By John D. Cowden, MD, MPH
Dr. Cowden is an associate editor with NEJM Journal Watch Pediatrics and Adolescent Medicine, from which this story was adapted. Full coverage is available at the link below.
Engaging in physical activity early after concussion is associated with a lower rate of persistent symptoms in children, according to a JAMA study.
Researchers surveyed some 2400 children aged 5–18 years with acute concussion and their parents in the emergency department and at 7 and 28 days.
Physical activity within 7 days, compared with no physical activity, was associated with significantly lower rates of persistent symptoms at 28 days (29% vs. 40%). Among patients with symptoms on day 7, rates of persistent symptoms at 28 days were lower in those who engaged in early physical activity at any level — light aerobic, moderate, and full — compared with no activity.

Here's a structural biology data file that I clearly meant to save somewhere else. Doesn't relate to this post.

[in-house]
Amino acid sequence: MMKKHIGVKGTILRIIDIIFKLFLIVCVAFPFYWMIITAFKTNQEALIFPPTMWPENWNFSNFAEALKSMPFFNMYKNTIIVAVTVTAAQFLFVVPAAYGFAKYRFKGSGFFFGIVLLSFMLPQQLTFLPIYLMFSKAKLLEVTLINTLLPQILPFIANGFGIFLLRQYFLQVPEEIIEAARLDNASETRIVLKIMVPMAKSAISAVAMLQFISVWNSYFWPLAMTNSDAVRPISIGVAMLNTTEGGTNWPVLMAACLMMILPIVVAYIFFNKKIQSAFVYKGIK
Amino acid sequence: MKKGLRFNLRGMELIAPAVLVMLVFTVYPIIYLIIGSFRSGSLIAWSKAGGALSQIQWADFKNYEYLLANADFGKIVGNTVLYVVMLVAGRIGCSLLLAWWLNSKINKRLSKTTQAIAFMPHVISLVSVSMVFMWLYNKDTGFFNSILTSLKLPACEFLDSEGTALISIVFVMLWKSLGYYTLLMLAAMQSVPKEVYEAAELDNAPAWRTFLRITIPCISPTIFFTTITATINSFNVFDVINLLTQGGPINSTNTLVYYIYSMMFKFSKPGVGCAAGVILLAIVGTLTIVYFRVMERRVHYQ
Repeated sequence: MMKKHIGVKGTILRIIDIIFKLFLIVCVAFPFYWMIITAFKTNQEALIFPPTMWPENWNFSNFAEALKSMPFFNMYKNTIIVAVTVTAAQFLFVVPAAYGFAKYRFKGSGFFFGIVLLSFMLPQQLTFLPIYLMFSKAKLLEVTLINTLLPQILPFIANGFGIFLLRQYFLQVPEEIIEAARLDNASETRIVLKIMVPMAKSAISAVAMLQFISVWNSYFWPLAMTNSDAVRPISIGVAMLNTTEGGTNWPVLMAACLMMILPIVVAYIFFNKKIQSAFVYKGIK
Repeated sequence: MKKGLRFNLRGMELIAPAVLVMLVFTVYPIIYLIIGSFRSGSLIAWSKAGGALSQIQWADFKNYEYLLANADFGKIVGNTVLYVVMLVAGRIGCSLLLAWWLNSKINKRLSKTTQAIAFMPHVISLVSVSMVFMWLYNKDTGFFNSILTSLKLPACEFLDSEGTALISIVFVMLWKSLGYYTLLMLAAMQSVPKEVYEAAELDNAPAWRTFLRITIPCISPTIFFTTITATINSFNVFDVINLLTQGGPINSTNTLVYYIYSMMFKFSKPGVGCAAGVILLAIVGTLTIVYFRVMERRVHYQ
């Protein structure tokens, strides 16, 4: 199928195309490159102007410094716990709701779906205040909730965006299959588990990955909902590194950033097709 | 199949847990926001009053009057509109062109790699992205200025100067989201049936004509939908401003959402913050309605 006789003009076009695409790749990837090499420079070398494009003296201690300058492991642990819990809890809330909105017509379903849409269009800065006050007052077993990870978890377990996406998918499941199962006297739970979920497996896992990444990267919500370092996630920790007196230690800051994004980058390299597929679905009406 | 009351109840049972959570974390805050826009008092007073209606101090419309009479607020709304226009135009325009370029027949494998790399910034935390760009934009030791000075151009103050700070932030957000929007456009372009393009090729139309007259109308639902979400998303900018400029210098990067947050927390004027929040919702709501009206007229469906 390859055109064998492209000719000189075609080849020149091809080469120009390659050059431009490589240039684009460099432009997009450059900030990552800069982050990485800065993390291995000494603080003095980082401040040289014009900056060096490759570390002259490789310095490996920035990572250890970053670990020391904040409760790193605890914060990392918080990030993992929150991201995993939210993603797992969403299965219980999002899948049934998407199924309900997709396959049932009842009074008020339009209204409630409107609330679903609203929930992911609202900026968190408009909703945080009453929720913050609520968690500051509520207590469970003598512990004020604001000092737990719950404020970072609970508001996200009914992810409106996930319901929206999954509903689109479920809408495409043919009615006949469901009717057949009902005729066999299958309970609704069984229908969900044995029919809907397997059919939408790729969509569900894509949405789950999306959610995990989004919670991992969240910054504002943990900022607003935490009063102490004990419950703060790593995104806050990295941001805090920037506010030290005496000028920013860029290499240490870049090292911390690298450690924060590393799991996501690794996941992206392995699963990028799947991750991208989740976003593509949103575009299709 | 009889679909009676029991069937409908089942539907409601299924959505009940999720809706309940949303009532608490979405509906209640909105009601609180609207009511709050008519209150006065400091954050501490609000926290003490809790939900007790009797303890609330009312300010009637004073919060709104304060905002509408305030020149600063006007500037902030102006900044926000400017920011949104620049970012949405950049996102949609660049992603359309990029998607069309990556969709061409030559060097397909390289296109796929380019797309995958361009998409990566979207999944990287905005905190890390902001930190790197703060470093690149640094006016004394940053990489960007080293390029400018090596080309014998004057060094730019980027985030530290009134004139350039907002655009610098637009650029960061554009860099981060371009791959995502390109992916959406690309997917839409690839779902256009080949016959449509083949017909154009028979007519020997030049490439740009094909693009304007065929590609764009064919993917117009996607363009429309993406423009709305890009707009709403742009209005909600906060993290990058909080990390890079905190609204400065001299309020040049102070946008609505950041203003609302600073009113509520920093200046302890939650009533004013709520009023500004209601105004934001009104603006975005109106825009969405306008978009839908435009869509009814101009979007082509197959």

Comment: Evolution of concussion management continues as there is more compelling evidence that we may be wrong to recommend that all children with concussions observe strict physical rest until symptom-free.
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